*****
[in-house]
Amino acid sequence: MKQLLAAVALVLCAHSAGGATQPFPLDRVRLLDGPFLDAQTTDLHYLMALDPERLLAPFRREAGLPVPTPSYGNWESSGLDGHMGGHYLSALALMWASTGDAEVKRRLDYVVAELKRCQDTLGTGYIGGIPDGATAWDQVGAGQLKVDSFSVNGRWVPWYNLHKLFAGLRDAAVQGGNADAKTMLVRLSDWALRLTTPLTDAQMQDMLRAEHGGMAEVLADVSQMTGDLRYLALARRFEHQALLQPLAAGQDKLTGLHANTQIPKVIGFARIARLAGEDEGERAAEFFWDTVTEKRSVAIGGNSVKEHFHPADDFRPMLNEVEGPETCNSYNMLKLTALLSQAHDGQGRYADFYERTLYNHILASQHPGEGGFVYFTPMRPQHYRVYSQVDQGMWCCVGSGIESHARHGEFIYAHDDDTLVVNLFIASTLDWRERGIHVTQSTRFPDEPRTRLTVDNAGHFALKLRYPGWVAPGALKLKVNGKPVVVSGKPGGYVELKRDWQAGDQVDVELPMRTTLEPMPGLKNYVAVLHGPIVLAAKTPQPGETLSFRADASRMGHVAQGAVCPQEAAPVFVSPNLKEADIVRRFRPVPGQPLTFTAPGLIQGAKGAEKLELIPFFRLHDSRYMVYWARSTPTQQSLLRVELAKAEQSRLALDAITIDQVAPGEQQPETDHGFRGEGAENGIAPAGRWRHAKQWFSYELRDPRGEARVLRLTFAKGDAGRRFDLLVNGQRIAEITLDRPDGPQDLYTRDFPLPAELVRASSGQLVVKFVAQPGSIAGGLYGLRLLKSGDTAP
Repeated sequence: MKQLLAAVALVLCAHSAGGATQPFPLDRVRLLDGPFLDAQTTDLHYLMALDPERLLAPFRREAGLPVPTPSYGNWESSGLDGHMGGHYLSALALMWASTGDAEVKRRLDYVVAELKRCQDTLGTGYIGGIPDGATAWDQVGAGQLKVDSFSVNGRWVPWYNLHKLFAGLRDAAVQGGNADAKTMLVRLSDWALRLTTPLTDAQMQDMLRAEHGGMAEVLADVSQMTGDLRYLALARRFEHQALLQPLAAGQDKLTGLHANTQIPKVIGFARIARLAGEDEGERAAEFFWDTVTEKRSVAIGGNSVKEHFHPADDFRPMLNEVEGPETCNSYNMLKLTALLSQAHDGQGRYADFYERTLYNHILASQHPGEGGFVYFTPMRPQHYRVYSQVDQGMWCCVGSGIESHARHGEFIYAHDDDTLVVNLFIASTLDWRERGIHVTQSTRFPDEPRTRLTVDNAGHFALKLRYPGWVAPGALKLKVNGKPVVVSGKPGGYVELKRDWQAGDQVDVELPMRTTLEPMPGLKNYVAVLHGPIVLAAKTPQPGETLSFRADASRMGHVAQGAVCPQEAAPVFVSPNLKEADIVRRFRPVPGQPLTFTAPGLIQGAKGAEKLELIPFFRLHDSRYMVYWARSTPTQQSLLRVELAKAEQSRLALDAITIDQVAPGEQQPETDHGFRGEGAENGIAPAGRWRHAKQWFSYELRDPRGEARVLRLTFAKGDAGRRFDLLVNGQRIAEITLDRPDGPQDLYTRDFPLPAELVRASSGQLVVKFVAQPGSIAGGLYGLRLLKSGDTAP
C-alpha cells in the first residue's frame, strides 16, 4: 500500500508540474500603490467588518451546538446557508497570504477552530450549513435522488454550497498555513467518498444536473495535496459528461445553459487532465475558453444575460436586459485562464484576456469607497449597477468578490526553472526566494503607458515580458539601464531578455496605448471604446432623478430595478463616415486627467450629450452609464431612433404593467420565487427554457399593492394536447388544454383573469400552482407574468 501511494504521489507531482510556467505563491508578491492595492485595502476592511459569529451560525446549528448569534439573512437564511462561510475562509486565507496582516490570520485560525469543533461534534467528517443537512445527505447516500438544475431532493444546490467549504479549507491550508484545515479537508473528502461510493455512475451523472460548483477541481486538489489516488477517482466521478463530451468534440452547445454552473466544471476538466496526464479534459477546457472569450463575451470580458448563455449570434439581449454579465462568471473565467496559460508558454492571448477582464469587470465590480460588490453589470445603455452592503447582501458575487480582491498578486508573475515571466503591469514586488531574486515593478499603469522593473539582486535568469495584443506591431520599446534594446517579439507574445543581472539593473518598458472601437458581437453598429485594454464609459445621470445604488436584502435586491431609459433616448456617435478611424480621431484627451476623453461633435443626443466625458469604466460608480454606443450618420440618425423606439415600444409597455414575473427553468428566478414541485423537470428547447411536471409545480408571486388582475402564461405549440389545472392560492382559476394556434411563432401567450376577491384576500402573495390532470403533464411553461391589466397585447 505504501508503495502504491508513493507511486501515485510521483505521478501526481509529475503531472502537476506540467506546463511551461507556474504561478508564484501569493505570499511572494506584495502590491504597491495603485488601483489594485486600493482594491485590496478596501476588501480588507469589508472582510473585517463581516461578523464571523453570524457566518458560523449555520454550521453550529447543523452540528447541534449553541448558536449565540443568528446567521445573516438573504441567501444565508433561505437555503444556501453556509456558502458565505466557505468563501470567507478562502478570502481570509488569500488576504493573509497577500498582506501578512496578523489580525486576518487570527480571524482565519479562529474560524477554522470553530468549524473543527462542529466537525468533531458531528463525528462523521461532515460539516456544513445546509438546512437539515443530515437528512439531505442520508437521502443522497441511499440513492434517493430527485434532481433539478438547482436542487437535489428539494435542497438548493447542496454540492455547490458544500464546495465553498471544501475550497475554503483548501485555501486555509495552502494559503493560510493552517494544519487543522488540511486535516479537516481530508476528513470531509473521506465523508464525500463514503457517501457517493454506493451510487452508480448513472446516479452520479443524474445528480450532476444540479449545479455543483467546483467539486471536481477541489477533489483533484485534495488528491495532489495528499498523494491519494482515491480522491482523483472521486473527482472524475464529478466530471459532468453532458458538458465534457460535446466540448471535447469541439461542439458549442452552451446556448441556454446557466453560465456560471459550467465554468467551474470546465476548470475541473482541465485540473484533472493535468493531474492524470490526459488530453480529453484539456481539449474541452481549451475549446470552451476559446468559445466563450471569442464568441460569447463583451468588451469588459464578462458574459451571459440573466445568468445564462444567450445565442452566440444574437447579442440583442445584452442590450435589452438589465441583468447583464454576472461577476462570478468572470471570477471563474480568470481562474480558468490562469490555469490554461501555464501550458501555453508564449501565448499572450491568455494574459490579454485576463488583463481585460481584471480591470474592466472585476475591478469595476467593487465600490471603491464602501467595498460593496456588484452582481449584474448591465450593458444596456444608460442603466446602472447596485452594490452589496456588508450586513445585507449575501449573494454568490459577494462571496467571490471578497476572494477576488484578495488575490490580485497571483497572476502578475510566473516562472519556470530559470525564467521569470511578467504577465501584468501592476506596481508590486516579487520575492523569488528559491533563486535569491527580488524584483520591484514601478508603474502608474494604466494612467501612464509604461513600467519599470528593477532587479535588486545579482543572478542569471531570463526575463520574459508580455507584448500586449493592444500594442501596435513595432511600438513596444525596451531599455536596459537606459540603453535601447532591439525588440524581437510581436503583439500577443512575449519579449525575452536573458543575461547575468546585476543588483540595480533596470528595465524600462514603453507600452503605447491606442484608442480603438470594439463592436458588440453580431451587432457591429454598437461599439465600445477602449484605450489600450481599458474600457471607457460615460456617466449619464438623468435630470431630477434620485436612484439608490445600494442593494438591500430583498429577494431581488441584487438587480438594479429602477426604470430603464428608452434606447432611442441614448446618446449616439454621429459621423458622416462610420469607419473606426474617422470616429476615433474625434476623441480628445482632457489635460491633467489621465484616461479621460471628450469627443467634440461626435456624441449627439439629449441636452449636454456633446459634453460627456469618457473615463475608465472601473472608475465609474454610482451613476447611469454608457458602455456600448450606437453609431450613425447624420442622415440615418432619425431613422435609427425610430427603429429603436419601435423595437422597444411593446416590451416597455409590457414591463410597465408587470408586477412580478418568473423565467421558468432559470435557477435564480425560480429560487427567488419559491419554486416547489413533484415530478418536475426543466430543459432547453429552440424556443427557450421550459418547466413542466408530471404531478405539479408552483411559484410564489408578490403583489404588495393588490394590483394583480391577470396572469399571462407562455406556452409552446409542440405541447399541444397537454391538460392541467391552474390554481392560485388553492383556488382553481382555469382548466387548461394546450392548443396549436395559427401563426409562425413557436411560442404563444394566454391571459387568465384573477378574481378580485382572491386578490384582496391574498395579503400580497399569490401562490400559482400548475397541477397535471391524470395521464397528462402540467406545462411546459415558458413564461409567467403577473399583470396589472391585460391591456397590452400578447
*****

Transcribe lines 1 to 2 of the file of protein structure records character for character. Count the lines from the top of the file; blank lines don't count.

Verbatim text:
[in-house]
Amino acid sequence: MKQLLAAVALVLCAHSAGGATQPFPLDRVRLLDGPFLDAQTTDLHYLMALDPERLLAPFRREAGLPVPTPSYGNWESSGLDGHMGGHYLSALALMWASTGDAEVKRRLDYVVAELKRCQDTLGTGYIGGIPDGATAWDQVGAGQLKVDSFSVNGRWVPWYNLHKLFAGLRDAAVQGGNADAKTMLVRLSDWALRLTTPLTDAQMQDMLRAEHGGMAEVLADVSQMTGDLRYLALARRFEHQALLQPLAAGQDKLTGLHANTQIPKVIGFARIARLAGEDEGERAAEFFWDTVTEKRSVAIGGNSVKEHFHPADDFRPMLNEVEGPETCNSYNMLKLTALLSQAHDGQGRYADFYERTLYNHILASQHPGEGGFVYFTPMRPQHYRVYSQVDQGMWCCVGSGIESHARHGEFIYAHDDDTLVVNLFIASTLDWRERGIHVTQSTRFPDEPRTRLTVDNAGHFALKLRYPGWVAPGALKLKVNGKPVVVSGKPGGYVELKRDWQAGDQVDVELPMRTTLEPMPGLKNYVAVLHGPIVLAAKTPQPGETLSFRADASRMGHVAQGAVCPQEAAPVFVSPNLKEADIVRRFRPVPGQPLTFTAPGLIQGAKGAEKLELIPFFRLHDSRYMVYWARSTPTQQSLLRVELAKAEQSRLALDAITIDQVAPGEQQPETDHGFRGEGAENGIAPAGRWRHAKQWFSYELRDPRGEARVLRLTFAKGDAGRRFDLLVNGQRIAEITLDRPDGPQDLYTRDFPLPAELVRASSGQLVVKFVAQPGSIAGGLYGLRLLKSGDTAP